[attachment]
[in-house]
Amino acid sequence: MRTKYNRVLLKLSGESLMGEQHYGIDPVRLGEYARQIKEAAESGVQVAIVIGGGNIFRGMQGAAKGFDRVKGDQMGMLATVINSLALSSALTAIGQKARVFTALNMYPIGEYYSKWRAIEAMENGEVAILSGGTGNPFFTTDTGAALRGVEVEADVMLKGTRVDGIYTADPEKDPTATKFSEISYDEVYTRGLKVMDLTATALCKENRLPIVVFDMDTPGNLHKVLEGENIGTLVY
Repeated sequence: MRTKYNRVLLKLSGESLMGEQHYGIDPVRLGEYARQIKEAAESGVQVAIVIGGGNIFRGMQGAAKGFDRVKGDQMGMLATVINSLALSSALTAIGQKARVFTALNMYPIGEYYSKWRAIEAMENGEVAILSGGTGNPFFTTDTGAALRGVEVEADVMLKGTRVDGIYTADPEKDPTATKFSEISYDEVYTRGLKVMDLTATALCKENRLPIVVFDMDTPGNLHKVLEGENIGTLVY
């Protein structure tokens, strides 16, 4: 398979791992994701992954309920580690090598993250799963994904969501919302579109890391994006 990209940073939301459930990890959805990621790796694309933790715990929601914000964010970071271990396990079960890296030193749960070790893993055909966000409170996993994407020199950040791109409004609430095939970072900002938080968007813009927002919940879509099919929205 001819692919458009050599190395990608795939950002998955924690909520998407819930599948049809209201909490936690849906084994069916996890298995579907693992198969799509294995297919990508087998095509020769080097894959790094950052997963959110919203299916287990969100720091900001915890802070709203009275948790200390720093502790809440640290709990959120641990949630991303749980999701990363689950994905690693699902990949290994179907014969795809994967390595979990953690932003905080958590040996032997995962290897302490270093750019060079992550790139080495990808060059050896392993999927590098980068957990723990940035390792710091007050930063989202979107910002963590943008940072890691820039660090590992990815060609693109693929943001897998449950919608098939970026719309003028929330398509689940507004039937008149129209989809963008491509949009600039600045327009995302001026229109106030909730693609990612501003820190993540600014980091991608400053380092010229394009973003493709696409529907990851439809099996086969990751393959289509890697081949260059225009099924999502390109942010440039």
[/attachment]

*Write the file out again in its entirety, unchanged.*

[in-house]
Amino acid sequence: MRTKYNRVLLKLSGESLMGEQHYGIDPVRLGEYARQIKEAAESGVQVAIVIGGGNIFRGMQGAAKGFDRVKGDQMGMLATVINSLALSSALTAIGQKARVFTALNMYPIGEYYSKWRAIEAMENGEVAILSGGTGNPFFTTDTGAALRGVEVEADVMLKGTRVDGIYTADPEKDPTATKFSEISYDEVYTRGLKVMDLTATALCKENRLPIVVFDMDTPGNLHKVLEGENIGTLVY
Repeated sequence: MRTKYNRVLLKLSGESLMGEQHYGIDPVRLGEYARQIKEAAESGVQVAIVIGGGNIFRGMQGAAKGFDRVKGDQMGMLATVINSLALSSALTAIGQKARVFTALNMYPIGEYYSKWRAIEAMENGEVAILSGGTGNPFFTTDTGAALRGVEVEADVMLKGTRVDGIYTADPEKDPTATKFSEISYDEVYTRGLKVMDLTATALCKENRLPIVVFDMDTPGNLHKVLEGENIGTLVY
């Protein structure tokens, strides 16, 4: 398979791992994701992954309920580690090598993250799963994904969501919302579109890391994006 990209940073939301459930990890959805990621790796694309933790715990929601914000964010970071271990396990079960890296030193749960070790893993055909966000409170996993994407020199950040791109409004609430095939970072900002938080968007813009927002919940879509099919929205 001819692919458009050599190395990608795939950002998955924690909520998407819930599948049809209201909490936690849906084994069916996890298995579907693992198969799509294995297919990508087998095509020769080097894959790094950052997963959110919203299916287990969100720091900001915890802070709203009275948790200390720093502790809440640290709990959120641990949630991303749980999701990363689950994905690693699902990949290994179907014969795809994967390595979990953690932003905080958590040996032997995962290897302490270093750019060079992550790139080495990808060059050896392993999927590098980068957990723990940035390792710091007050930063989202979107910002963590943008940072890691820039660090590992990815060609693109693929943001897998449950919608098939970026719309003028929330398509689940507004039937008149129209989809963008491509949009600039600045327009995302001026229109106030909730693609990612501003820190993540600014980091991608400053380092010229394009973003493709696409529907990851439809099996086969990751393959289509890697081949260059225009099924999502390109942010440039």